Second-Line Sequencing After IMbrave150 Regimen

Transcript:

Peter Galle, MD: We will, in many countries, at least in those where IMbrave150 results in approval and reimbursement, take over ATEZO-BEVA [atezolizumab-bevacizumab] as first-line therapy, and that requires a new assessment of the other therapeutic options in second and third lines. We will not have the chance to have sufficiently large trials for all these sequences to get an evidence base for the different lines of therapy. One of the rationales to make a decision of what treatment to choose is the specific spectrum of patients who had been treated in the available trial. It can be the adverse-effect profile, and of course it can be the rationale, the mode of action. For example, I would consider it useful to have in 1 line I/O [immuno-oncology]–based therapy and in another line a TKI [tyrosine kinase inhibitor]–based therapy to offer patients the chance to get these different modes of action as an individual patient.

Kate Kelley, MD: Our data for agents in the second line are really predicated on the receipt of first-line sorafenib so far. For example, when we think of regorafenib, that approval was based on the phase 3 RESORCE trial, which required patients to have received sorafenib for 20 of 28 preceding days, at a dosage of at least 400 mg total per day. I just had to understand how to use regorafenib if patients didn’t receive first-line sorafenib. For now, that is a predicament, and it will be interesting to see if there will be future second-line studies on the horizon to better characterize response, toxicity, and overall benefit in a different sequence of receipt.

We know that for antiangiogenic agents in other tumor types, that continuation beyond progression of a first antiangiogenic agent has shown benefit, and in HCC [hepatocellular carcinoma] that has been the case as well. For example, with drugs like cabozantinib, there has been benefit after first-line sorafenib, as well as any second-line other agent. We know that cabozantinib achieved benefit in a population that included third-line patients. I think it is intuitive to continue the use of cabozantinib after a combination regimen based on the way the CELESTIAL second-line trial was conducted in the population it included.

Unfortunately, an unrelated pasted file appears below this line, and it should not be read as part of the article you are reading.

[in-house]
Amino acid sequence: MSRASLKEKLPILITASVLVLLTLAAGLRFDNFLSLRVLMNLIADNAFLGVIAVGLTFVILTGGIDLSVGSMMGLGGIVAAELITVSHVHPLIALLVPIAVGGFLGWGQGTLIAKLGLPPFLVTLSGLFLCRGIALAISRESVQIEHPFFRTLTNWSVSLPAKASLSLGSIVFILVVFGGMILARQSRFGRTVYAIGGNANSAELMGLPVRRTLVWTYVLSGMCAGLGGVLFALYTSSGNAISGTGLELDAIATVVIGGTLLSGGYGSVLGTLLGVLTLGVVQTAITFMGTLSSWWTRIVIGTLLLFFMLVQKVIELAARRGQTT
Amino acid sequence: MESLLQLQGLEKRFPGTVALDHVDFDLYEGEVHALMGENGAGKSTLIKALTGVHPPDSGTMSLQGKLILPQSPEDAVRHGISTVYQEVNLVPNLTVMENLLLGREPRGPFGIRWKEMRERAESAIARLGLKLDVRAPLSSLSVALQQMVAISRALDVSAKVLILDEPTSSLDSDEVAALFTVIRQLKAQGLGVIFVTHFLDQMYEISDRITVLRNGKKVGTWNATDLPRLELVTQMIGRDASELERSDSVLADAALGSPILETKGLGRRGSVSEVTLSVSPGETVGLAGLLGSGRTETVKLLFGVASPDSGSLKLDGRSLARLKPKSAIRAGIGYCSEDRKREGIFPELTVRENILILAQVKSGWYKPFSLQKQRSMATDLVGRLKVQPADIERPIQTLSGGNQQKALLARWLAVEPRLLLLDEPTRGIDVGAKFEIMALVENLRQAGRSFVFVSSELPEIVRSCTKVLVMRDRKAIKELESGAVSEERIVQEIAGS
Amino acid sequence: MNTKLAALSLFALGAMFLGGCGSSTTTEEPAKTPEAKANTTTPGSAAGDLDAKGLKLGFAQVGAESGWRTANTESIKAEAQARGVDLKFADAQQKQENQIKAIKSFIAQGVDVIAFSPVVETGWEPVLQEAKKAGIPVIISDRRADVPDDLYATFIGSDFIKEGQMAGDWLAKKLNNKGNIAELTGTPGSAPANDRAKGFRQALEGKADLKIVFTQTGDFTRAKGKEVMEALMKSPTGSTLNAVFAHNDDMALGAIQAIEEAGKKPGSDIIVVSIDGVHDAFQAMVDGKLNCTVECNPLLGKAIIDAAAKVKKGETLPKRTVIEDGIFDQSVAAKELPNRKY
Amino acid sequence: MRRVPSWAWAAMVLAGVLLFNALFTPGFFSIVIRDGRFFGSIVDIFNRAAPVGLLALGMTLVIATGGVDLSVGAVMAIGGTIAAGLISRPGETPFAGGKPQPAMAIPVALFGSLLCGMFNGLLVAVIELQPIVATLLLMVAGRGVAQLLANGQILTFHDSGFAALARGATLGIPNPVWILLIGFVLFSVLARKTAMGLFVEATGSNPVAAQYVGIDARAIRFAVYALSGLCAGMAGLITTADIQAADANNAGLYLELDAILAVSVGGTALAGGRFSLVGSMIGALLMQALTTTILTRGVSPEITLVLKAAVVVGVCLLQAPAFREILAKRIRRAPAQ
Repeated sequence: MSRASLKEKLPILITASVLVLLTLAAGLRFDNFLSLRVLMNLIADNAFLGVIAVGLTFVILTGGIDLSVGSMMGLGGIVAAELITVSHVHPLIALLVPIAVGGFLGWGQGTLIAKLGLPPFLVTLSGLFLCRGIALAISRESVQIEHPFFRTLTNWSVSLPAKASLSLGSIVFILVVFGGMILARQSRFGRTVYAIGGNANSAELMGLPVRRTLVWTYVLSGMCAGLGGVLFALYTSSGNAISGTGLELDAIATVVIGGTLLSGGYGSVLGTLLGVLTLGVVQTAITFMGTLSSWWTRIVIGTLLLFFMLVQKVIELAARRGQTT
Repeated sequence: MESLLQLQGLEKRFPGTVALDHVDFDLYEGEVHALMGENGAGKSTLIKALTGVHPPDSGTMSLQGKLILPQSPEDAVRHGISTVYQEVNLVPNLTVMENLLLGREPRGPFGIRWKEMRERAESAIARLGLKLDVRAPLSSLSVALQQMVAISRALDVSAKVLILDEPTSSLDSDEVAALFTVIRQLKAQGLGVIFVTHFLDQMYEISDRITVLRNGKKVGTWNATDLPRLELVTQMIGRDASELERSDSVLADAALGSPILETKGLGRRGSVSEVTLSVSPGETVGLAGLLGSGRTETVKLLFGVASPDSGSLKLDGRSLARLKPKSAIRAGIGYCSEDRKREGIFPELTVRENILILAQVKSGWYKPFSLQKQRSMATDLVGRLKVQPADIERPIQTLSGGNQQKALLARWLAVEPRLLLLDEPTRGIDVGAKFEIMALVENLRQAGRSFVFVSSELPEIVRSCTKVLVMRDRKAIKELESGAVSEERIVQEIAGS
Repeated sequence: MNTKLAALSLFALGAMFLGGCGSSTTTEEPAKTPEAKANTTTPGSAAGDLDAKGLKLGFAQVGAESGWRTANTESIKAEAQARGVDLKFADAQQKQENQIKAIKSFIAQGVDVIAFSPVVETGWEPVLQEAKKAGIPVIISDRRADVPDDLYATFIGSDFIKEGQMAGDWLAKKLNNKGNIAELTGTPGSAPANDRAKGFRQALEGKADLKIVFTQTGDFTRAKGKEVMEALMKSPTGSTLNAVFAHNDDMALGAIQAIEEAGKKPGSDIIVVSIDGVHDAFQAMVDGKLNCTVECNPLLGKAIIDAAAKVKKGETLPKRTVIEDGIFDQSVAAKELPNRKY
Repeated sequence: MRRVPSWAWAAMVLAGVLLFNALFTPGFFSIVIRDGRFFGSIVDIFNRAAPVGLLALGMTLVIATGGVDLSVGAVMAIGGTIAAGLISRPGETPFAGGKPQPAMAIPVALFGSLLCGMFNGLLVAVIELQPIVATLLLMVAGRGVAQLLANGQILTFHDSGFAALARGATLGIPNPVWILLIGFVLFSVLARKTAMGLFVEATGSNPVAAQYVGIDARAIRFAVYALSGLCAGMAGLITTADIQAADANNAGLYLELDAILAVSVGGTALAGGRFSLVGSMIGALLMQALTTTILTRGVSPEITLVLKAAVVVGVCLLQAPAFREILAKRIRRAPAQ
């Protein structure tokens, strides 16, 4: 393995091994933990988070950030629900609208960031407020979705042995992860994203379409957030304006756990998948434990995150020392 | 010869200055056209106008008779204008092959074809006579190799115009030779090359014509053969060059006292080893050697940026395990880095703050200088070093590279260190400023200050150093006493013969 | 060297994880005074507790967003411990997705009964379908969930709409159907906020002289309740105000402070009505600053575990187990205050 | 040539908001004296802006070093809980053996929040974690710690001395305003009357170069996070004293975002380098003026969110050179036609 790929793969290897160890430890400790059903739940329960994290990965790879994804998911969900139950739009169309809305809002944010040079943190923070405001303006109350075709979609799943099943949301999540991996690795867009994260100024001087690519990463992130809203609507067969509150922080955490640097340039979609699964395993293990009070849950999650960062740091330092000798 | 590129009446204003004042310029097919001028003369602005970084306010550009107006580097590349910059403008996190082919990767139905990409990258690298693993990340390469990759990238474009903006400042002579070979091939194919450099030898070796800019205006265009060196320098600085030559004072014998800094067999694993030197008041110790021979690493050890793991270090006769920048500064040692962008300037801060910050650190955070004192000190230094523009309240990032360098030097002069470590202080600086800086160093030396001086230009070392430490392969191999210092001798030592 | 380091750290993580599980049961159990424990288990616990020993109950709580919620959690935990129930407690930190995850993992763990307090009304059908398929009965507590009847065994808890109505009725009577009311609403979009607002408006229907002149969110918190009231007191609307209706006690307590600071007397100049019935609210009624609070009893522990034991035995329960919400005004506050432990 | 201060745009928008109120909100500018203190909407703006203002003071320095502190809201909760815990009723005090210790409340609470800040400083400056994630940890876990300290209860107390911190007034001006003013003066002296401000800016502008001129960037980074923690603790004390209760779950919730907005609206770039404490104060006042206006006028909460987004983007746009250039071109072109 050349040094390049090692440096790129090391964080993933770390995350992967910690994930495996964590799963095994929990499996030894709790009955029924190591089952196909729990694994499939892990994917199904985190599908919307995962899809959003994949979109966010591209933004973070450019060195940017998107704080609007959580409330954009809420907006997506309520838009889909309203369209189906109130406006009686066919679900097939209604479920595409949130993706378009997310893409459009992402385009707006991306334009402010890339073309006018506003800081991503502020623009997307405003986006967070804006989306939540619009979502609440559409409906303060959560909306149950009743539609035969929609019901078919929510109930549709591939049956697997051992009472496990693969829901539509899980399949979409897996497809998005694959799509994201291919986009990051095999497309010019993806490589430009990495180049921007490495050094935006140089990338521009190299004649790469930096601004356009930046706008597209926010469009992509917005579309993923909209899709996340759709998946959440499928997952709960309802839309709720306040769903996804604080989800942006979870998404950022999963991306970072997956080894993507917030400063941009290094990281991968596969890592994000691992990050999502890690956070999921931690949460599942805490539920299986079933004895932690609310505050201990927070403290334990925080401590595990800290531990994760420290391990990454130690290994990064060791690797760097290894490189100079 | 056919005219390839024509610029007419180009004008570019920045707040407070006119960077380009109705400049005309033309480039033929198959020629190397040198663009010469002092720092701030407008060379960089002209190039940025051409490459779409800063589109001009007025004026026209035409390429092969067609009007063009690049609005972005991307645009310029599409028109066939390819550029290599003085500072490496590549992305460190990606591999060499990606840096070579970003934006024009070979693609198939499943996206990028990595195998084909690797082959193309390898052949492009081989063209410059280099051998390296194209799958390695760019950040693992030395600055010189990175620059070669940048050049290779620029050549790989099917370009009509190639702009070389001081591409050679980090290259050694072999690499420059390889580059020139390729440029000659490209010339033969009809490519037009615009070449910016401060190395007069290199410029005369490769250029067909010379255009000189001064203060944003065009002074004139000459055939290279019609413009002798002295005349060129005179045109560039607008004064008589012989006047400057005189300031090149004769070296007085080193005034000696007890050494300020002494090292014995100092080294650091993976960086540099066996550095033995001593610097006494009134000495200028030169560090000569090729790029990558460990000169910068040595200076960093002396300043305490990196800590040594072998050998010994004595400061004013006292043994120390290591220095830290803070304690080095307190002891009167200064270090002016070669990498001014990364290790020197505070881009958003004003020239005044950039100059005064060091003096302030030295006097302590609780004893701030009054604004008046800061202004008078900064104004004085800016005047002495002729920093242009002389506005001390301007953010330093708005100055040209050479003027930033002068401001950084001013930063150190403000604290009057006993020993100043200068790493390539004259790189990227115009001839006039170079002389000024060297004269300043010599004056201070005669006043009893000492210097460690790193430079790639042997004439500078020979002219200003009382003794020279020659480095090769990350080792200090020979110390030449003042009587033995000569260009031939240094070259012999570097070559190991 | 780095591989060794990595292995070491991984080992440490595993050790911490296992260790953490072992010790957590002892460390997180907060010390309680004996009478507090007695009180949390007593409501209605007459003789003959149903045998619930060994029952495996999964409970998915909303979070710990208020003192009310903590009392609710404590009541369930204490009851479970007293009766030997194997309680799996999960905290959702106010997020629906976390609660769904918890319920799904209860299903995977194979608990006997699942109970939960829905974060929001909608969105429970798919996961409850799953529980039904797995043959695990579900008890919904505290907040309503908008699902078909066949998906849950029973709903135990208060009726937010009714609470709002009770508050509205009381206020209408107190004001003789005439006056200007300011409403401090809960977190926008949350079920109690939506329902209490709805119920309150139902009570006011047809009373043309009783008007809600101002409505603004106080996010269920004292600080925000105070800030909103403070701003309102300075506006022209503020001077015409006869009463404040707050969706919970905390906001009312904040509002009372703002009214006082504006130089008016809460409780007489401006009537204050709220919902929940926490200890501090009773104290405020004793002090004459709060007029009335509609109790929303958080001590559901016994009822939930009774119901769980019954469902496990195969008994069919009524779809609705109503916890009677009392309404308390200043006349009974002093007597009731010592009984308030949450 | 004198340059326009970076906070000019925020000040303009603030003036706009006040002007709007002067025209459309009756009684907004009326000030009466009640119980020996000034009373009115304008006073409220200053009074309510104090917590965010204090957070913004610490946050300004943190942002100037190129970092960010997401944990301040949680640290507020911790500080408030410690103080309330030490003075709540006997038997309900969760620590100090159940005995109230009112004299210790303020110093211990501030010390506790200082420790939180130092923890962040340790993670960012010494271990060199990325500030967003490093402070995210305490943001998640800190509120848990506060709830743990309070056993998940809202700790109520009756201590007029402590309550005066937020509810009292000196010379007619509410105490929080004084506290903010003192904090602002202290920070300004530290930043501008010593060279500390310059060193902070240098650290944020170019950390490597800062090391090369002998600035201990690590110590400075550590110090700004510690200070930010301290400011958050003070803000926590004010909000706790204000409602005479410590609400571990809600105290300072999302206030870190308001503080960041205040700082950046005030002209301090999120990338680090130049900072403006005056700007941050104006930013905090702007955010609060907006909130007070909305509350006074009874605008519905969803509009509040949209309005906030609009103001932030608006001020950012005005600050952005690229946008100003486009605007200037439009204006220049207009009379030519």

As we start looking at downstream immunotherapies after a first-line PD-L1 inhibitor in the case of atezolizumab plus bevacizumab, for example, that’s where we really don’t understand enough about the mechanism of the primary resistance as well as acquired or secondary resistance to immune checkpoint inhibition in HCC. It will be very important to try to perform studies in the second- and third-line space, along with translational end points, to try to understand which patients are likely to respond to a different immune checkpoint inhibitor approach versus an antiangiogenic approach in the second or third line.

It’s important here to add what a landmark this is, to be discussing later-line therapies as a reality in this disease. A decade ago, we didn’t think second-line therapy was a reality, and now we have not only a handful of second-line agents but also the likelihood of third-line studies on the horizon.